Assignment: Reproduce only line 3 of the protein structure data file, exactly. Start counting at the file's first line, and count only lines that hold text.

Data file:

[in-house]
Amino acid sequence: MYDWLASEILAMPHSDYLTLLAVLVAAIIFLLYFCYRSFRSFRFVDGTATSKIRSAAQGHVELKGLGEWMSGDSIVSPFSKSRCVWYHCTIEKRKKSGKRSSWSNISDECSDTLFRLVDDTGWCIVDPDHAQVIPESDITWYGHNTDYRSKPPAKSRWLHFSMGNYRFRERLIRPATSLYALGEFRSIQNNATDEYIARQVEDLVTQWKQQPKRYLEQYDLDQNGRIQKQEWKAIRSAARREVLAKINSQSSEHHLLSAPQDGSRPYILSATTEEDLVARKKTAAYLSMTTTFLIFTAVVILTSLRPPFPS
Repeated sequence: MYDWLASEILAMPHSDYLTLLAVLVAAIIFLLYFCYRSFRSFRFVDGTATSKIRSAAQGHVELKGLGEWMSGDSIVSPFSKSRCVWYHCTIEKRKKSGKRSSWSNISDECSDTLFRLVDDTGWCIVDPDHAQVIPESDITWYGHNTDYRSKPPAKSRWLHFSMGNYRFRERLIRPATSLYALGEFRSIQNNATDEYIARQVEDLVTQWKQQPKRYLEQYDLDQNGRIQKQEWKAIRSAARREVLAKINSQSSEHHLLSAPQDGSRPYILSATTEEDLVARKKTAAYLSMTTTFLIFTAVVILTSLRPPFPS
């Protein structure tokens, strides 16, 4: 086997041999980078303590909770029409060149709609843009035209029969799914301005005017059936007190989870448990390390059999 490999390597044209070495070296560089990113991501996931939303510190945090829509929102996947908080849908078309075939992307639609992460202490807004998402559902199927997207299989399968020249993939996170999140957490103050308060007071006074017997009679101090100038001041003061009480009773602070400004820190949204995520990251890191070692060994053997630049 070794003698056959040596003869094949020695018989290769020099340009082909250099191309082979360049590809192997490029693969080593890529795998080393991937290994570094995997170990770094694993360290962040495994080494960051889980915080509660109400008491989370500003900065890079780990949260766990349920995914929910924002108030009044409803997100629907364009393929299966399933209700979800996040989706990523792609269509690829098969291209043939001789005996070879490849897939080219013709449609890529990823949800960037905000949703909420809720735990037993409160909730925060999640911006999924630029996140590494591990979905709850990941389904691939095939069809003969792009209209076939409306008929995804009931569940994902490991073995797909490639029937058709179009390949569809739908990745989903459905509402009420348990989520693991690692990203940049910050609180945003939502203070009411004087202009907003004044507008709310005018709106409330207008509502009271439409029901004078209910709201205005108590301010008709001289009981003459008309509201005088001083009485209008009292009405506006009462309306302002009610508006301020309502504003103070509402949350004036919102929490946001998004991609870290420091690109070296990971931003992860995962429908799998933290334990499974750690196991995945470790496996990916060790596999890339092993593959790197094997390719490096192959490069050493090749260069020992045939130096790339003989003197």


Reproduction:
Repeated sequence: MYDWLASEILAMPHSDYLTLLAVLVAAIIFLLYFCYRSFRSFRFVDGTATSKIRSAAQGHVELKGLGEWMSGDSIVSPFSKSRCVWYHCTIEKRKKSGKRSSWSNISDECSDTLFRLVDDTGWCIVDPDHAQVIPESDITWYGHNTDYRSKPPAKSRWLHFSMGNYRFRERLIRPATSLYALGEFRSIQNNATDEYIARQVEDLVTQWKQQPKRYLEQYDLDQNGRIQKQEWKAIRSAARREVLAKINSQSSEHHLLSAPQDGSRPYILSATTEEDLVARKKTAAYLSMTTTFLIFTAVVILTSLRPPFPS